• Jemma Samuels

Hearing Loss Among British Veterans

Hazardous noise is a common occupational hazard for servicemen. Weapons systems, jet engines, communication systems, and combat operations are just a few of the sources of potentially damaging noises that soldiers are exposed to on a daily basis.

In 2018, the Royal British Legion highlighted that there were 300,000 ex-service personnel who were suffering from hearing loss in the United Kingdom. Auditory damage is, in fact, the most common disorder caused by service in the armed forces. This has wider implications for veterans’ health, as hearing loss has commonly been linked to a multitude of mental health illnesses such as depression, anxiety, schizophrenia, and dementia. Whilst there is support available for more widely recognised health issues that affect veterans, such as PTSD and limb loss, hearing loss has been a largely under-researched area with a distinct lack of support available for ex-service personnel.

The Royal British Legion published a report ‘Lost Voices’ which stated that 14% of infantry troops returning from Afghanistan experienced service-related hearing loss. According to Steven Baynes, head of Grants and Social Policy at The Royal British Legion, ‘hearing loss is one of the hidden injuries of conflict which is often forgotten about and consequently many veterans don’t seek support.’ From 2007-2012, hearing loss was the primary cause for 62 peoples’ medical discharge from the Army.

The Problem of Tinnitus

Additionally, many veterans experience Tinnitus, a constant ringing in the ears. 11% of veterans reported experiences of hearing loss and 6% reported suffering from tinnitus according to a study cited in the ‘Lost Voices’ report.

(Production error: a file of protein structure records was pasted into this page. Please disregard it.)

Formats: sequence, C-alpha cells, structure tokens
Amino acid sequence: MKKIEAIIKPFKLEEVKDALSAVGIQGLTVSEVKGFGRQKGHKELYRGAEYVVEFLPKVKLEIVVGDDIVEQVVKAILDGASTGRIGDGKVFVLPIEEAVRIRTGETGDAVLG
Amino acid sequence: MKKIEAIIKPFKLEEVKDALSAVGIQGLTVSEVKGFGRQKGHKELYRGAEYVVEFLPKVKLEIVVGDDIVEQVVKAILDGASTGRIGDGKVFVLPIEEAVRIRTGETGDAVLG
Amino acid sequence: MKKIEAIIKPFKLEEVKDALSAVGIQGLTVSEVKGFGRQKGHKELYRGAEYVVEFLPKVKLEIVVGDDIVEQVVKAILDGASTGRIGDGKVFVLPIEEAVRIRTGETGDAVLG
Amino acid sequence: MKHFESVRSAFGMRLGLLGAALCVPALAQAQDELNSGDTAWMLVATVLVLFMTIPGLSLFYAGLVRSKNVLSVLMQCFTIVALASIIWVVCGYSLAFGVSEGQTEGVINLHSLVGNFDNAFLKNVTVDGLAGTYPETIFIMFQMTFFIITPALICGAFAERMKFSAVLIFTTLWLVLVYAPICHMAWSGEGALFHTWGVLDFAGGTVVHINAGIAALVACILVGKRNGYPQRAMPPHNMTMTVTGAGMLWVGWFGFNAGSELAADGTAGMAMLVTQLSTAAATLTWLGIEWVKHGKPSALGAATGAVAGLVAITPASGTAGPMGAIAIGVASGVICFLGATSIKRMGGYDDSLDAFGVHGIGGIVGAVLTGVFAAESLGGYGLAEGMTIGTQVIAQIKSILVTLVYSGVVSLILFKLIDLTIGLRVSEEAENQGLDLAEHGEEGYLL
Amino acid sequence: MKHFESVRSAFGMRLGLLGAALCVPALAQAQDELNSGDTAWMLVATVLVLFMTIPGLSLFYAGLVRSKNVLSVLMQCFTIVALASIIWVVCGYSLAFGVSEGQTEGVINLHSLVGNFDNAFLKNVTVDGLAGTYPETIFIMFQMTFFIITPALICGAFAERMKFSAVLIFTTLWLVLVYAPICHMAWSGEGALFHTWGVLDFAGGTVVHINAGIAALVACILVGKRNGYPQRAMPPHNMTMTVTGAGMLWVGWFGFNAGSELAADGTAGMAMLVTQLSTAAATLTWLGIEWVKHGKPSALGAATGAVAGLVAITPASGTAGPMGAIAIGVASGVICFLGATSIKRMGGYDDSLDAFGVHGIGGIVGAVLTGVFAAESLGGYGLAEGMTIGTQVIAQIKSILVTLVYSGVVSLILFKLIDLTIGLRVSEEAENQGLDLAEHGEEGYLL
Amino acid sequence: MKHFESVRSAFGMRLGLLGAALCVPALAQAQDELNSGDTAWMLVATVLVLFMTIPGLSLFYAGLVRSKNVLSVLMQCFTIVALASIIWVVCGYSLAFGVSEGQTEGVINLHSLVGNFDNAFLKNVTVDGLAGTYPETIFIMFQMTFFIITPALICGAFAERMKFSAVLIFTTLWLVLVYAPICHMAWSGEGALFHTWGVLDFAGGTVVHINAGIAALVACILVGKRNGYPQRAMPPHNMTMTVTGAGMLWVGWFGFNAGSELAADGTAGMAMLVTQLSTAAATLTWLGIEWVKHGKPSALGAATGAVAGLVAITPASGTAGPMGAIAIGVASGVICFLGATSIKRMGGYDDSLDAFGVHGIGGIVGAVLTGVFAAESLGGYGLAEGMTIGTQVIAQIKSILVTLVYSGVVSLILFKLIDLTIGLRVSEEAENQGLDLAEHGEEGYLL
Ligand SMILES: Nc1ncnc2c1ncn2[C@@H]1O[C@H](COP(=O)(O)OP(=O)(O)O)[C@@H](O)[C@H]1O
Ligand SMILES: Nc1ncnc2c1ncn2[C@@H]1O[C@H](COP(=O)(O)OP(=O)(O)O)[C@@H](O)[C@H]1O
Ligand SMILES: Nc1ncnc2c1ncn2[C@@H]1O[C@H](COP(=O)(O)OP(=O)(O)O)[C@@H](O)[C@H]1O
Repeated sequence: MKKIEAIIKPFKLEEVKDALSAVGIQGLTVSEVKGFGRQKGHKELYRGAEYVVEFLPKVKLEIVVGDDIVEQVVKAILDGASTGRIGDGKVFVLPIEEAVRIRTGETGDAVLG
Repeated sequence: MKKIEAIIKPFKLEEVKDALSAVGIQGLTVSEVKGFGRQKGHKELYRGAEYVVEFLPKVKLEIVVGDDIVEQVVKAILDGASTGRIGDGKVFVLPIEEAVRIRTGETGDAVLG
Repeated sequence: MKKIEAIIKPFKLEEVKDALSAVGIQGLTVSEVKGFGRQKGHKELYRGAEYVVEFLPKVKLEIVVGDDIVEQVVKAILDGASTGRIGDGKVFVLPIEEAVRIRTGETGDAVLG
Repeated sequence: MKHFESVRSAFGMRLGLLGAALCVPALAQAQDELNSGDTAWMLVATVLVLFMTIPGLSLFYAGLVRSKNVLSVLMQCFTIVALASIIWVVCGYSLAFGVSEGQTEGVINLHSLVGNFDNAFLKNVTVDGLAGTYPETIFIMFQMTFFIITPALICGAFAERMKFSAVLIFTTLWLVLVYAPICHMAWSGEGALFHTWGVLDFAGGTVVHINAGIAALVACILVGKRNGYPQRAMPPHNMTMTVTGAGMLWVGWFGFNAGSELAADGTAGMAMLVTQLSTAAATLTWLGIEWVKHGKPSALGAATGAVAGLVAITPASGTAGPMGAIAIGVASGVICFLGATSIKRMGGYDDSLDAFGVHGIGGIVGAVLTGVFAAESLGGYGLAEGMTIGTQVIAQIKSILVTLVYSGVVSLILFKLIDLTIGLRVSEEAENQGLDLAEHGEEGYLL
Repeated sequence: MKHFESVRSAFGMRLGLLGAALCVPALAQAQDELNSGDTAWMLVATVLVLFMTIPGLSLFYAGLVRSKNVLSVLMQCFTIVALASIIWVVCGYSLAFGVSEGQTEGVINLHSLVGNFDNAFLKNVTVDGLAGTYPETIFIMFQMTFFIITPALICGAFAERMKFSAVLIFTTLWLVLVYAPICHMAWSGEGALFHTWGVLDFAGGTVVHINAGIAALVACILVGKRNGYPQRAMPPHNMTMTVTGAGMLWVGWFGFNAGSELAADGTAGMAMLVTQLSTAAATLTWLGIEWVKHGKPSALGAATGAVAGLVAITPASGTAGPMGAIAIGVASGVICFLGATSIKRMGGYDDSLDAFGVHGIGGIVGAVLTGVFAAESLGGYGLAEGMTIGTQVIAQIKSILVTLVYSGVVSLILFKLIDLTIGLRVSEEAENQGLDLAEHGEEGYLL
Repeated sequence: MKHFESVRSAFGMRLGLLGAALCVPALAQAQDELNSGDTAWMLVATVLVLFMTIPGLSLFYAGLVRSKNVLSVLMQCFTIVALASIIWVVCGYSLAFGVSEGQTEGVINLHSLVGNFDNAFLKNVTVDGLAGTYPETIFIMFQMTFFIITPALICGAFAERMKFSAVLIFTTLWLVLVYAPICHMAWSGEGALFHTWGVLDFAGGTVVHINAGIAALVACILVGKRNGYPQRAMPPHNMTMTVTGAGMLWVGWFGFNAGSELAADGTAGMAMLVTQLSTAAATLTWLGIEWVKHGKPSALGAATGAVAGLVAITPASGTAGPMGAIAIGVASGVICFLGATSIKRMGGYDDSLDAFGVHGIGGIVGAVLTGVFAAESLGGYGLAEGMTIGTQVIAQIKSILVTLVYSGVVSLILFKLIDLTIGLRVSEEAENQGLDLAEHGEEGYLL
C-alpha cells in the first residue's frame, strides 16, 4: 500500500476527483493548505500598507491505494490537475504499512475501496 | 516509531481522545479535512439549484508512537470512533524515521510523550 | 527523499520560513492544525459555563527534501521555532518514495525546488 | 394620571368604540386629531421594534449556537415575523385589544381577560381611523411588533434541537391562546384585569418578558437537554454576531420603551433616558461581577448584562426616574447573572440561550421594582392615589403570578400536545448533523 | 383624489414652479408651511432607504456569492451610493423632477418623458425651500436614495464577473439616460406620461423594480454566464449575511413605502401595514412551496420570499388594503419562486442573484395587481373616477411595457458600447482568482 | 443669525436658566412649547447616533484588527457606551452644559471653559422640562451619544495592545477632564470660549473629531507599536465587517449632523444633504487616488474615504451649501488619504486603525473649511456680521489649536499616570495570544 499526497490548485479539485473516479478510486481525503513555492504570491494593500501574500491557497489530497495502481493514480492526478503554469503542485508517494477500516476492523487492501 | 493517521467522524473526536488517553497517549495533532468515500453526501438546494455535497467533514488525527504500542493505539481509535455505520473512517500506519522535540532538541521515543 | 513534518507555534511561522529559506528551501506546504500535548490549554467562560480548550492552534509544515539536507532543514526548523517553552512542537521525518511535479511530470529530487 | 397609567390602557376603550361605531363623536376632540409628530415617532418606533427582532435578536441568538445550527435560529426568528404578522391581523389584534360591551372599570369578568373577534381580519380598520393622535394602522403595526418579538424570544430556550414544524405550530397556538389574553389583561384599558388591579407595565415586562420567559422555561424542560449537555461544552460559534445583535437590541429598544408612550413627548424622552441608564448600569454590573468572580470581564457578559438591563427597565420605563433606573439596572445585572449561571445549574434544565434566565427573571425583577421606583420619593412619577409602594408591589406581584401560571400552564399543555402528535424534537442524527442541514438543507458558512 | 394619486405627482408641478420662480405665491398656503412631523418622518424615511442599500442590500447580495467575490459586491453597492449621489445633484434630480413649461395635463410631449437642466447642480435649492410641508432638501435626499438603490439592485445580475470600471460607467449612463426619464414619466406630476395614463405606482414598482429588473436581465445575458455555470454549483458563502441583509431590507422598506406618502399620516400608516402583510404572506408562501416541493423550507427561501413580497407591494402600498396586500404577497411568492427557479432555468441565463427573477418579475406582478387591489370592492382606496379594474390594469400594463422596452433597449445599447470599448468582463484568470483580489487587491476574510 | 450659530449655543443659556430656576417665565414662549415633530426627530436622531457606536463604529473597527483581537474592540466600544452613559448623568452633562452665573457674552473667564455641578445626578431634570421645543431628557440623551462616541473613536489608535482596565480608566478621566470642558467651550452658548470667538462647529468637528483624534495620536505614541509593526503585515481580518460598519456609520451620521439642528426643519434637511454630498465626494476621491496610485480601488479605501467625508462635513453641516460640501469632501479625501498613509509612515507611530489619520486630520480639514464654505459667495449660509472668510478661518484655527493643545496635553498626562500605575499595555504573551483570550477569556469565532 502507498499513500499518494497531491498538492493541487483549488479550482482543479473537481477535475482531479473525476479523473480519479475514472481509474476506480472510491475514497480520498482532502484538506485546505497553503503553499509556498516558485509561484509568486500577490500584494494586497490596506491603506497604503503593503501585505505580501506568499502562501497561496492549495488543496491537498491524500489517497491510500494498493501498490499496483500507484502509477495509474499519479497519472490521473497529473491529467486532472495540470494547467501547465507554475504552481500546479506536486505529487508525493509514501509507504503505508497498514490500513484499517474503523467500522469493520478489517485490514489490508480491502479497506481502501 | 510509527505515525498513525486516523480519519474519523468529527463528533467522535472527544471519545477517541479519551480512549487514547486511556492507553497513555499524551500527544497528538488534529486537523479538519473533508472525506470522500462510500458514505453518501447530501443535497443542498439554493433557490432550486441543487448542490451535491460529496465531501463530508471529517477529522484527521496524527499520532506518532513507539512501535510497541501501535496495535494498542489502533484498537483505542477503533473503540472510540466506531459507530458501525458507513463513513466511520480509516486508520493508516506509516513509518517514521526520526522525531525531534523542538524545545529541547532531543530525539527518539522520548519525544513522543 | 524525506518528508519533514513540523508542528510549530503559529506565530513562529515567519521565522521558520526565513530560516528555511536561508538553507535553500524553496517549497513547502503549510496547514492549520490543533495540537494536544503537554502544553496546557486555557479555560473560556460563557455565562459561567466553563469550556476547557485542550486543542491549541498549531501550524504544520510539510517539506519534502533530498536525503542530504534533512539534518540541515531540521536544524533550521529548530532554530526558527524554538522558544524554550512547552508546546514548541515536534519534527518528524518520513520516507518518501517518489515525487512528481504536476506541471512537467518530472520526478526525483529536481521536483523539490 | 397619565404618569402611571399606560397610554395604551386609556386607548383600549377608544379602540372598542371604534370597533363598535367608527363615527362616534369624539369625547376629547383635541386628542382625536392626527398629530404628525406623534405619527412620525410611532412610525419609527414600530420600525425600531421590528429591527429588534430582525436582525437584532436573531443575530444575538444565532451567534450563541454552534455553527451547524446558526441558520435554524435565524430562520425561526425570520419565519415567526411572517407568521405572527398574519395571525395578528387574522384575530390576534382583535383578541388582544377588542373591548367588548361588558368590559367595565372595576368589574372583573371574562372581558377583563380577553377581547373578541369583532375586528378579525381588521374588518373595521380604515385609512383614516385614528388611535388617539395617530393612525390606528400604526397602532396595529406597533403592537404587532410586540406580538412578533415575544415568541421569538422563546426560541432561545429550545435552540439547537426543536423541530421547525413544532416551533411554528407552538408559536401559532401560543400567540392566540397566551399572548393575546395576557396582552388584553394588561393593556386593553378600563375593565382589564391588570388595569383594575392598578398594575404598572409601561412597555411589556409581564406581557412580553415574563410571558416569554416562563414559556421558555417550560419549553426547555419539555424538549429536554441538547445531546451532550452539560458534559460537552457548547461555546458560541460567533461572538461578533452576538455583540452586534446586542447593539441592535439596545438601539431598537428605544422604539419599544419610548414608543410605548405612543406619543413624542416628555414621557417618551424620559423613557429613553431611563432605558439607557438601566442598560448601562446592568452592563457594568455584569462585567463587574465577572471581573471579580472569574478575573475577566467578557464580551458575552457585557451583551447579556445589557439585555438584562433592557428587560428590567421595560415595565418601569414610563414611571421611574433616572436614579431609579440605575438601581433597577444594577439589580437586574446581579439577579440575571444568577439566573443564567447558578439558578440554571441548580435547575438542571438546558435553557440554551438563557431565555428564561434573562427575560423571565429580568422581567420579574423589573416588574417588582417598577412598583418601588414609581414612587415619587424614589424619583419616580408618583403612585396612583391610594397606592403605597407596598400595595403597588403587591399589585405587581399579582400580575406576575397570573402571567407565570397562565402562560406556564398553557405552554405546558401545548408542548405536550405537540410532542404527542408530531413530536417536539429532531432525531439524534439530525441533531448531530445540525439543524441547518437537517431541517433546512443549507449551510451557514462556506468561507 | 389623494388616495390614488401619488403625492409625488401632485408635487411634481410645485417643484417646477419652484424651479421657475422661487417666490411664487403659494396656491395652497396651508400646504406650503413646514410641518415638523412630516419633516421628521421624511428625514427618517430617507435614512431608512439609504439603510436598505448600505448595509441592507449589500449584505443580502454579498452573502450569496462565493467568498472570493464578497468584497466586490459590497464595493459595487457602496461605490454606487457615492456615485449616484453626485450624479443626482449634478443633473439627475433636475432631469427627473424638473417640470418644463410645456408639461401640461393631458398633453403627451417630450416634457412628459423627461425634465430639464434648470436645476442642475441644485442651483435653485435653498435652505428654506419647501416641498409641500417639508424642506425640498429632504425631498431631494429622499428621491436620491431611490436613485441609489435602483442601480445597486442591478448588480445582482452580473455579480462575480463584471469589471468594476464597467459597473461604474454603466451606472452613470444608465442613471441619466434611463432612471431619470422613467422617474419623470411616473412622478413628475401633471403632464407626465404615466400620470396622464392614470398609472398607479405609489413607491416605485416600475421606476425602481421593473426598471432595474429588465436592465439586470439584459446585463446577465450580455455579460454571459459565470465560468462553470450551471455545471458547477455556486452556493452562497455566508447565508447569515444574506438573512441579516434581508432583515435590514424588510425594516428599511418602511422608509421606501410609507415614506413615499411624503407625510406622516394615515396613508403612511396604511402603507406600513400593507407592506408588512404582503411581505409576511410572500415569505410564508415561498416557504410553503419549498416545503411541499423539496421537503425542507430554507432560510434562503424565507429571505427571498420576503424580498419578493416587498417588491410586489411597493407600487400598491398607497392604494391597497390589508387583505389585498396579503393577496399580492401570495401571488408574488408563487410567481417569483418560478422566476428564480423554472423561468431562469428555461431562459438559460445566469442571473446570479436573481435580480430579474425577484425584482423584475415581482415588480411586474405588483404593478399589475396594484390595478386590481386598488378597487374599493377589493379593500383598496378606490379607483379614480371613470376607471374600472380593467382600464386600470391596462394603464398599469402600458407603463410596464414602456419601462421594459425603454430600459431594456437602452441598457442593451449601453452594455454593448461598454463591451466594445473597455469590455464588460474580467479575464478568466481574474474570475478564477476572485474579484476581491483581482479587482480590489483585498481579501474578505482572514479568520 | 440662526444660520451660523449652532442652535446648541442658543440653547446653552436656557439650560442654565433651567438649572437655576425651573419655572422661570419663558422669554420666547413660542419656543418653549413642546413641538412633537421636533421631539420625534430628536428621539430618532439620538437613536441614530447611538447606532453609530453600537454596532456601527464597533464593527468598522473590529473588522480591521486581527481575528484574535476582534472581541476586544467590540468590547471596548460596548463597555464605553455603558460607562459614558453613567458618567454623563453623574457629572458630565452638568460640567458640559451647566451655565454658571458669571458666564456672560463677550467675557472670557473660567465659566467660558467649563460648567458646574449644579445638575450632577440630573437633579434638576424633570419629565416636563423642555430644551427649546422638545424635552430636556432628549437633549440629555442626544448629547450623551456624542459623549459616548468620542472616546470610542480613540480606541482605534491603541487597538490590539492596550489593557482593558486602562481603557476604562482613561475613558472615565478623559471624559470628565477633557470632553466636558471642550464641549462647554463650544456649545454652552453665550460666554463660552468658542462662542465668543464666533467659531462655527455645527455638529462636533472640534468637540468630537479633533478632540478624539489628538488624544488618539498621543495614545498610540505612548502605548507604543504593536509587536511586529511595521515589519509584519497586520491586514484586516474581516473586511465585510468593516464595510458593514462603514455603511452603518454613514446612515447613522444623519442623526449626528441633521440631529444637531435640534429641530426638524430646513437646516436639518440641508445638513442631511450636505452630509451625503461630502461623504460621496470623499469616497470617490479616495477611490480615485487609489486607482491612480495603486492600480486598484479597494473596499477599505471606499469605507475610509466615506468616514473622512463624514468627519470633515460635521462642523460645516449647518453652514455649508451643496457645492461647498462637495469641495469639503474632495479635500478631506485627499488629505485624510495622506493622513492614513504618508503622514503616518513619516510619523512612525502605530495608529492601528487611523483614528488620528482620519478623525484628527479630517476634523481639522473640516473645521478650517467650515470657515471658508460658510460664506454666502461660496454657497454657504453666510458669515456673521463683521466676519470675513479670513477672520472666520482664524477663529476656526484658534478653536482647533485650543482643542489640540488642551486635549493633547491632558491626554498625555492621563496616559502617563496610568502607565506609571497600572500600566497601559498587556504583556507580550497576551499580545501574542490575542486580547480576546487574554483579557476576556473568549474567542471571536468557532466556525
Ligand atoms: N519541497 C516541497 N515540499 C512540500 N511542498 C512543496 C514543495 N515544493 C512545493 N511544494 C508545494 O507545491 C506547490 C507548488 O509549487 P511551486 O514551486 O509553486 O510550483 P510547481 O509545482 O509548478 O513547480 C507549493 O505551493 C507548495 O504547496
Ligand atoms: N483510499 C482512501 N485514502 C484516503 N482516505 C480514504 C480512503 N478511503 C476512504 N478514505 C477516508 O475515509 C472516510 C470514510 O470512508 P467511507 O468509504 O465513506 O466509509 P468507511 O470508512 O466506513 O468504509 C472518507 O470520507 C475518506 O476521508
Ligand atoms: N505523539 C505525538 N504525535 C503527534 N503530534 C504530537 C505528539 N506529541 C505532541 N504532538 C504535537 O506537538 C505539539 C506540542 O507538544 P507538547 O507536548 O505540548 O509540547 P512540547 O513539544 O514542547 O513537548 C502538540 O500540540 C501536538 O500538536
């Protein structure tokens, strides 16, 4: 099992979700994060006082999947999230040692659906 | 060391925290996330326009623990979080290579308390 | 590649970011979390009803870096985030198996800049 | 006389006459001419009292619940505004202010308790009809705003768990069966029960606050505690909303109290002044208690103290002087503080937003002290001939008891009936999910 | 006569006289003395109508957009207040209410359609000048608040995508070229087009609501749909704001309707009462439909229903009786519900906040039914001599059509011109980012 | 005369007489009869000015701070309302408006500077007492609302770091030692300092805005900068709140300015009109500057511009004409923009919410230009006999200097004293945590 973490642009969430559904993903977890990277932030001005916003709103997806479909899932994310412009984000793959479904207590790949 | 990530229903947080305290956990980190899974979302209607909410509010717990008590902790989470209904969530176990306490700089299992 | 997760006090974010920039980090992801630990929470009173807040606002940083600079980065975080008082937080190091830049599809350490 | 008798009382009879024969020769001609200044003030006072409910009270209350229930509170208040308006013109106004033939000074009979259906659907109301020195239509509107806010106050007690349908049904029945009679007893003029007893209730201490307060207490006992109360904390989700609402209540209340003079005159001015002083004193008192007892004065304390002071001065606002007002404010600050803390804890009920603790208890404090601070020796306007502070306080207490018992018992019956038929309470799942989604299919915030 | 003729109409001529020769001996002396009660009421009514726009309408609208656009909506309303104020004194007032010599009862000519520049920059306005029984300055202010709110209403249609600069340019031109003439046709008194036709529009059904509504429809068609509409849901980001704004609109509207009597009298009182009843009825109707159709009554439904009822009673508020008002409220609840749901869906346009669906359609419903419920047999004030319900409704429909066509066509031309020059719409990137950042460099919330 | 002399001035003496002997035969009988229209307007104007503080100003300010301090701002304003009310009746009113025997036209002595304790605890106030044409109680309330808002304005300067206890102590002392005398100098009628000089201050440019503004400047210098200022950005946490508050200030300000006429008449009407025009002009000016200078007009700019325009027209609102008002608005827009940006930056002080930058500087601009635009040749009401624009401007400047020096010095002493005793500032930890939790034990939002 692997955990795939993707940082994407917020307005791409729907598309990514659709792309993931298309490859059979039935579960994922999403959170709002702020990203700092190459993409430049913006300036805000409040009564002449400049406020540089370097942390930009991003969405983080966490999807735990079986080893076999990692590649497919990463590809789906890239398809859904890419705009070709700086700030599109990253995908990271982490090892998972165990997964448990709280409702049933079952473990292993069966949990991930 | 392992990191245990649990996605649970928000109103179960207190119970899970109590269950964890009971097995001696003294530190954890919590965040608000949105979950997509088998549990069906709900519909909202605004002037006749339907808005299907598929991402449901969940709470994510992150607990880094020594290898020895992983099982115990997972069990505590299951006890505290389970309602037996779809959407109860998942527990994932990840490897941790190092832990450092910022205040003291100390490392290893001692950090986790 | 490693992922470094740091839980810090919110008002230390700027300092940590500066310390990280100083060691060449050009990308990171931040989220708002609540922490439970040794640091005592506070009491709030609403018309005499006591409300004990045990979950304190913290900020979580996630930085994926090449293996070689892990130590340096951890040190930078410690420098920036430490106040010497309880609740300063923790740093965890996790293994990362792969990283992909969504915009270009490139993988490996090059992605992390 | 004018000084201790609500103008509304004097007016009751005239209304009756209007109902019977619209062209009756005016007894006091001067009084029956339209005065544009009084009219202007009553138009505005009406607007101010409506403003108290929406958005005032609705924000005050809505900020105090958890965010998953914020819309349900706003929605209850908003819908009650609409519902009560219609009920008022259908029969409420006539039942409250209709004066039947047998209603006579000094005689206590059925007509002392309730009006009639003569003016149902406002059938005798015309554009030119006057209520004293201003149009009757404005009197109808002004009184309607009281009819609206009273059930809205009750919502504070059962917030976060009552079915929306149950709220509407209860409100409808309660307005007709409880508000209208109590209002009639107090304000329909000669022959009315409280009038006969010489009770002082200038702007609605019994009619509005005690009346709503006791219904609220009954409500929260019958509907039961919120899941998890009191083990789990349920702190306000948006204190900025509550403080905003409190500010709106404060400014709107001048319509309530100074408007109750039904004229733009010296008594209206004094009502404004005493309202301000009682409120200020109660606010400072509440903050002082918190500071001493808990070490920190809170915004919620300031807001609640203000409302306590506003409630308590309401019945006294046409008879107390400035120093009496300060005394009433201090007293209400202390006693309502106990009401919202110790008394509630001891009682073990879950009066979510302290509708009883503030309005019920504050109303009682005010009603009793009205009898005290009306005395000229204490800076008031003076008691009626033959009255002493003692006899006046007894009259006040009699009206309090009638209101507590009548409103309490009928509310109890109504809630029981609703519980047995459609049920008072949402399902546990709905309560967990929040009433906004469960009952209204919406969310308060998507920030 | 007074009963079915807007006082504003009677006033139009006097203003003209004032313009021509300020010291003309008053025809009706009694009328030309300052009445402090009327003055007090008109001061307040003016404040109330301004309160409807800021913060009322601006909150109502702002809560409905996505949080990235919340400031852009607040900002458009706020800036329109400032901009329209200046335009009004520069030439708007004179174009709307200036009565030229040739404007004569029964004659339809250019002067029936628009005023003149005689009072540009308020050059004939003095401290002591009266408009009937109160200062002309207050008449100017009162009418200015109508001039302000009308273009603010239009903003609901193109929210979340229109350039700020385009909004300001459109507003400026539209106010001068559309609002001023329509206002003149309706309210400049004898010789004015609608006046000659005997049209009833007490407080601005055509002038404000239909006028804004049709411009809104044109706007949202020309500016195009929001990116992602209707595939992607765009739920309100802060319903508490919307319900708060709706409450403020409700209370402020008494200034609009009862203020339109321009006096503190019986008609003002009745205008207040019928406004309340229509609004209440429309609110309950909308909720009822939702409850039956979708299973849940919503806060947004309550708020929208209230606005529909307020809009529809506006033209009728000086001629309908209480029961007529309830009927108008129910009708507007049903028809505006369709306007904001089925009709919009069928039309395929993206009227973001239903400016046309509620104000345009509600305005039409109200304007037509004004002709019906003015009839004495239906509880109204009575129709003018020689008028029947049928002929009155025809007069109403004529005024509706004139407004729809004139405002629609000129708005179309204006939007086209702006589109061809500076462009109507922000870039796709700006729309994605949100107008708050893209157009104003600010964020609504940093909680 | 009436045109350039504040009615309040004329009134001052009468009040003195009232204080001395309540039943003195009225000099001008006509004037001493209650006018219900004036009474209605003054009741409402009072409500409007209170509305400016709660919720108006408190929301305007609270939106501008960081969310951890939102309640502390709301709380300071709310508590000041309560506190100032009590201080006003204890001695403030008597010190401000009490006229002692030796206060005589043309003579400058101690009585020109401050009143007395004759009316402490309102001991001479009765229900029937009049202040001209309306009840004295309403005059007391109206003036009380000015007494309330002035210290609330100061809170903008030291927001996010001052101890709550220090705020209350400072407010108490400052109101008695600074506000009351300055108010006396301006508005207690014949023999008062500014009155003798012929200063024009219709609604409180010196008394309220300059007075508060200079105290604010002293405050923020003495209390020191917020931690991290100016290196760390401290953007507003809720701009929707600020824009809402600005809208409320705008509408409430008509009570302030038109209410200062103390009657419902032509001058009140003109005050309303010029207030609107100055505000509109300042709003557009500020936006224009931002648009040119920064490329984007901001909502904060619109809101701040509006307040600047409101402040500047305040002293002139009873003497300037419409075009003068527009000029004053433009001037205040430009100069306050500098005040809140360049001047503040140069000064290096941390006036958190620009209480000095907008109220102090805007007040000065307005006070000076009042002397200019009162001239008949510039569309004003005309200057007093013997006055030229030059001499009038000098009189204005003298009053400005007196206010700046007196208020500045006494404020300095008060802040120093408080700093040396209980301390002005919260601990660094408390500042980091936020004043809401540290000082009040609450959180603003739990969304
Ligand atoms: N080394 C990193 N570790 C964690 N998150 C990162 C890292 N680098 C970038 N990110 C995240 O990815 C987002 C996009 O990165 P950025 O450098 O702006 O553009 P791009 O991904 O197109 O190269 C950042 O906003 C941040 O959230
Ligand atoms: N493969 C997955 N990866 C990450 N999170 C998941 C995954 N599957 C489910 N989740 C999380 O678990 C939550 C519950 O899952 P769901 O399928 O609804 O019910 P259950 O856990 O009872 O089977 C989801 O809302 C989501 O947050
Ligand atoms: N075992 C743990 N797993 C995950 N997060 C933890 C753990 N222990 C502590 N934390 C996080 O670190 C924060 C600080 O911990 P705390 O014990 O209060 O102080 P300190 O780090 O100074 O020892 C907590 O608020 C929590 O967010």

Former Royal Marine, Harris Tatakis serving in Afghanistan before his injury in April 2007

Harris Tatakis, ex-Marine, was on tour in Afghanistan in 2007 when his Land Rover drove over an IED. He suffered many injuries which left him paralysed for 2 days. The blast also ruptured both of his eardrums, leaving him with Tinnitus. Harris stated that of all his injuries, ‘the tinnitus has been the worst…it doesn’t get the attention it deserves.’ Harris explained how Tinnitus affected his emotional wellbeing and mental health. He described how he could not tolerate other people talking to him, he was always on edge, and his sleep was affected, leaving him to feel mentally and emotionally exhausted.


Not only are mental health issues a common feature of service-related hearing loss, but some veterans have expressed concern over the lack of treatment and attention it receives, as they believe that their hearing loss has had a detrimental effect on their careers at home. One ex-serviceman expressed that he had to give up his second career as a teacher after 23 years due to the deterioration of his hearing. Another veteran failed medical exams for jobs in the police force due to their hearing loss, and one veteran was even removed from a specialist team in the police service as their hearing deteriorated to below the health and safety standard.

In order to address the ongoing problems caused by hearing loss, a group of experts have been brough together under the title ‘EARSHOT’ to study military-related hearing loss, and find ways to support service veterans. However, whilst there is increasing research into service-related hearing loss, it still receives little scholarly attention as a less visible effect of war. Hearing loss and tinnitus can be seen to hinder careers at home, social and emotional mental health, and relationships with others and so deserves much greater research.

Suggested Reading:

The Royal British Legion, Lost Voices,

Jing Chen, et. al., ‘Mental Health in adults with sudden sensorineural hearing loss: An assessment of depressive symptoms and its correlates’, Journal of Psychosomatic Research, Vol.75, No.1, (2013), pp.72-74

Hearing Loss Now a Military Epidemic, (2008)

J. Attias et al., ‘Military Noise-Induced Hearing Loss’, in Noise and Its Effects: ed. Linda M. Luxon and Deepak Prasher (Wiley, 2007)

Kurt Yanakas, ‘Prelude: Noise-induced tinnitus and hearing loss in the military’, Hearing Research 295 (2013), 3-8.

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